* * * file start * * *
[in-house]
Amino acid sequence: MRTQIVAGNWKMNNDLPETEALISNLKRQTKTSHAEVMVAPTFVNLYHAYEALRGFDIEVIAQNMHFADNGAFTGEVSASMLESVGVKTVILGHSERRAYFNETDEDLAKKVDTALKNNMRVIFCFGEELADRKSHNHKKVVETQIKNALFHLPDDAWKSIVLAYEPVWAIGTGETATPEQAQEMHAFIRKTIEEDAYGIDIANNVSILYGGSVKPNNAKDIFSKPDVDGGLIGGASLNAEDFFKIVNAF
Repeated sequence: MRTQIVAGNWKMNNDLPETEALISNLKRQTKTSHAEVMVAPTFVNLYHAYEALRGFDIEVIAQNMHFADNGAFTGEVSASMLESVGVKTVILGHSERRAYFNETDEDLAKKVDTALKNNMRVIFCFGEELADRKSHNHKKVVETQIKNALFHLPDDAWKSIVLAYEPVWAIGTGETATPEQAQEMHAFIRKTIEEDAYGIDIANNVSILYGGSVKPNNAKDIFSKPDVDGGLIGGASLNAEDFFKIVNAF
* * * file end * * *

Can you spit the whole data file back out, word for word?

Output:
[in-house]
Amino acid sequence: MRTQIVAGNWKMNNDLPETEALISNLKRQTKTSHAEVMVAPTFVNLYHAYEALRGFDIEVIAQNMHFADNGAFTGEVSASMLESVGVKTVILGHSERRAYFNETDEDLAKKVDTALKNNMRVIFCFGEELADRKSHNHKKVVETQIKNALFHLPDDAWKSIVLAYEPVWAIGTGETATPEQAQEMHAFIRKTIEEDAYGIDIANNVSILYGGSVKPNNAKDIFSKPDVDGGLIGGASLNAEDFFKIVNAF
Repeated sequence: MRTQIVAGNWKMNNDLPETEALISNLKRQTKTSHAEVMVAPTFVNLYHAYEALRGFDIEVIAQNMHFADNGAFTGEVSASMLESVGVKTVILGHSERRAYFNETDEDLAKKVDTALKNNMRVIFCFGEELADRKSHNHKKVVETQIKNALFHLPDDAWKSIVLAYEPVWAIGTGETATPEQAQEMHAFIRKTIEEDAYGIDIANNVSILYGGSVKPNNAKDIFSKPDVDGGLIGGASLNAEDFFKIVNAF